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What Direction Should The Ceiling Fan Go In The Summer?

Turns out, it matters. Who knew?!

A mom and her kids change the ceiling fan direction.
July Alcantara/Getty Images

Whether you're inching towards menopause or simply run hot, a ceiling fan can be a godsend, especially on sticky summer nights. As it turns out, the direction your ceiling fan blades rotate can make a massive difference in the room's airflow, which means a few minutes of seasonal maintenance can help keep you cool and breezy as outdoor temps continue to rise.

According to the U.S. Environmental Protection Agency, which runs the Energy Star program, you'll want to ensure your ceiling fan blades rotate in a counterclockwise direction in the summer (and clockwise when the temps are colder).

While ceiling fans don't actually impact a room's temperature, the agency notes that airflow pushed in a counterclockwise direction creates a "wind-chill" effect, which helps you feel cooler. (Who knew?)

In the winter, you'll want those blades spinning clockwise at a low speed, which helps create a gentle updraft that forces warm air from the ceiling down towards the floor. Heat famously rises, so keeping your fan running on low can help encourage the warm air to flow downwards, keeping you toastier.

How to Change Ceiling Fan Direction

If you're unsure how to do this yourself, consulting your specific fan's user manual or guide can help, but the pros at The Home Depot note that most ceiling fans have a switch on the motor. Your fan model may even come with a remote control that will let you change its direction with the touch of a button. Of course, if you have to do it manually, you'll only want to attempt this when the fan is not running to prevent injury.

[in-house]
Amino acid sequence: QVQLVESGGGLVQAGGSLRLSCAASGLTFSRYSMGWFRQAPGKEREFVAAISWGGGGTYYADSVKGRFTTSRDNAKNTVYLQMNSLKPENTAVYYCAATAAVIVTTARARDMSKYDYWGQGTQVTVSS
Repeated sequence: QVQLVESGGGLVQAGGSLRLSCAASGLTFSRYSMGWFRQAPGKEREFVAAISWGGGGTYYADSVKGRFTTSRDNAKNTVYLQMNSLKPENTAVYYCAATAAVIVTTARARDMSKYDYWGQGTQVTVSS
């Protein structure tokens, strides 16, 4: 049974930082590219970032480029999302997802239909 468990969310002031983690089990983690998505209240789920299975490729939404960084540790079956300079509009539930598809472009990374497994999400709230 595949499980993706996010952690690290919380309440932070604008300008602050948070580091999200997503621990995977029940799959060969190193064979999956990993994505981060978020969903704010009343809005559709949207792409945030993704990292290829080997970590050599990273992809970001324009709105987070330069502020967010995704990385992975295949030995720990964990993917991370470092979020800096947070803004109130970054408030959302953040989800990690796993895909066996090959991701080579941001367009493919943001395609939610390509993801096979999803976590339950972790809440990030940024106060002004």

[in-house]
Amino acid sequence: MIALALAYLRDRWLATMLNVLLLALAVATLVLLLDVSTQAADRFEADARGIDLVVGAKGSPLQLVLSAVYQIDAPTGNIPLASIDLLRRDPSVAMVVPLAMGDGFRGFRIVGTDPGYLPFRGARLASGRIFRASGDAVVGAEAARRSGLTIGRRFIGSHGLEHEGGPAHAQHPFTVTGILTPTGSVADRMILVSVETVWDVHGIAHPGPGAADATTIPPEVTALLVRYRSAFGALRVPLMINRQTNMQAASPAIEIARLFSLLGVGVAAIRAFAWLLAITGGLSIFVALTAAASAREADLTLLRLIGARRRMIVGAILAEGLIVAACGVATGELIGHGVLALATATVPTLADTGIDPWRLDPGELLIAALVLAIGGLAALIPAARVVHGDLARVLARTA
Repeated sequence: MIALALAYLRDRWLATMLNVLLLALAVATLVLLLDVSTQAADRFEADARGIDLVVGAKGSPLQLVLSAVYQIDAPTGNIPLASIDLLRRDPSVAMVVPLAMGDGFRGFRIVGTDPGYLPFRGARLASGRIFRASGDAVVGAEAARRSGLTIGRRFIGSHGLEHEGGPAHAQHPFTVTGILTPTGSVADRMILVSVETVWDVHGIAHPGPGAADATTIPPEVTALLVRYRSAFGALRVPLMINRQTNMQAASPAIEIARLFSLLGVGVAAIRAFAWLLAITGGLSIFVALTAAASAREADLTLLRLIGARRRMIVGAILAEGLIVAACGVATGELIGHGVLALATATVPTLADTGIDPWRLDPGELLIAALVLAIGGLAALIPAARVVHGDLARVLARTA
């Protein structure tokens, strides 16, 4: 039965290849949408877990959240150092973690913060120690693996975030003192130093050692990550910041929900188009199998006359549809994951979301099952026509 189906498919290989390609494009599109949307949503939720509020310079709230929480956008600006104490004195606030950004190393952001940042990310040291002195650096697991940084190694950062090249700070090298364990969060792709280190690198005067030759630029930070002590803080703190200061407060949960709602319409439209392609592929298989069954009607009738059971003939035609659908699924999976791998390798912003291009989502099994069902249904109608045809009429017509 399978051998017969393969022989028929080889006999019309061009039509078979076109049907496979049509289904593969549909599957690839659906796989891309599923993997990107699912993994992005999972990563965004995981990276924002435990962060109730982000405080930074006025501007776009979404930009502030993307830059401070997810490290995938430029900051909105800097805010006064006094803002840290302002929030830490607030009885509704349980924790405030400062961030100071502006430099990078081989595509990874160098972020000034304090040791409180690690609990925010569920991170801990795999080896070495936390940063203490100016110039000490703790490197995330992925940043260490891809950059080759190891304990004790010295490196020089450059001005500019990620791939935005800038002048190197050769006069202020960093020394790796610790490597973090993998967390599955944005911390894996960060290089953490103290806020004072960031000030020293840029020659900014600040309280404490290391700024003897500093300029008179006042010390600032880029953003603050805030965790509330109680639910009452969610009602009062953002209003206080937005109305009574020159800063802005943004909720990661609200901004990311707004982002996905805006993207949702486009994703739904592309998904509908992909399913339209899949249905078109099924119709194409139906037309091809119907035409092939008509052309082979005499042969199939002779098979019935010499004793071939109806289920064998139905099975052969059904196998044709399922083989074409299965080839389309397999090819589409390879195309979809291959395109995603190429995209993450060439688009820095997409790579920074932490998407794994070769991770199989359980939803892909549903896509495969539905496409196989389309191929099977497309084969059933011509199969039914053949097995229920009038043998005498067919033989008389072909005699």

To check the direction of airflow, they recommend standing beneath the fan and looking up. If it's running counterclockwise, you'll feel the rush of a breeze from up above.

Different Directions for Different Rooms

In rooms with vaulted ceilings, Home Depot’s pros recommend keeping the blades running counterclockwise year-round, as the height of the fan mount reduces any frosty wind chill vibes even when the weather outside is frightful. In dining rooms and home offices, the pros suggest keeping your fan at a low speed to prevent your food from cooling too quickly or your paperwork from blowing everywhere.

Outdoor ceiling fans running counterclockwise at high speed can not only make those warm summer nights feel a bit breezier, but they're also solid for keeping mosquitoes and other flying insects from crashing your party.

Cool & Cost-Efficient

Saving money on your energy bills is high on everyone's priority list no matter the season, and thankfully, utilizing your ceiling fan efficiently can help you save some bucks. (Win!) The U.S. Environmental Protection Agency recommends turning them off when no one is in the room since they cool people, not rooms.

The Home Depot notes that in the summer, a high-speed, counterclockwise-spinning ceiling fan allows for a thermostat increase of four degrees without any discomfort. A counterclockwise ceiling fan direction can reduce energy costs by up to 30%. Conversely, in the winter, changing the direction of the blades can keep the room from feeling drafty, lowering your utility bills by as much as 15% or more.

Cleaning Ceiling Fan Blades

As with any home maintenance, an ounce of prevention is worth a pound of cure, which means a few minutes spent cleaning your ceiling fan can help keep it running efficiently for far longer. The pros at The Home Depot suggest cleaning the blades at least once a year using a step stool or step ladder on a stable, flat surface with the fan powered off.

You can insert a pillowcase over each blade, one at a time, which will collect any dirt or dust from the sides, top, and bottom of the fan blade. Then simply take the pillowcase outside and shake it out, throw it in the laundry, and you're good to go. You can also use an extendable duster if you've got one handy.

For a deeper clean, wipe each part of the blade with a mild cleanser and cloth — they suggest using a mix of 50/50 white vinegar and water. Don't overlook the ceiling fan's pull chain, motor, and glass globe if it has one. You can clean these using soapy water or the vinegar mix, but make sure you're drying each part thoroughly to prevent any safety concerns.

And there you have it, folks. A well-running ceiling fan can save you serious bucks and keep you from losing your cool — quite literally — when it's hotter than the surface of the sun outside.